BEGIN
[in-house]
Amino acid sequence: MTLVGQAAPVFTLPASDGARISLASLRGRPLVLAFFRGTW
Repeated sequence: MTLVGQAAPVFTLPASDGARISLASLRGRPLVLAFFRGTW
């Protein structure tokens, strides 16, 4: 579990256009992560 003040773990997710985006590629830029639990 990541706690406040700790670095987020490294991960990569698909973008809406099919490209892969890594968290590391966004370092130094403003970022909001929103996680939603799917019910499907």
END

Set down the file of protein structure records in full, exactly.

[in-house]
Amino acid sequence: MTLVGQAAPVFTLPASDGARISLASLRGRPLVLAFFRGTW
Repeated sequence: MTLVGQAAPVFTLPASDGARISLASLRGRPLVLAFFRGTW
């Protein structure tokens, strides 16, 4: 579990256009992560 003040773990997710985006590629830029639990 990541706690406040700790670095987020490294991960990569698909973008809406099919490209892969890594968290590391966004370092130094403003970022909001929103996680939603799917019910499907």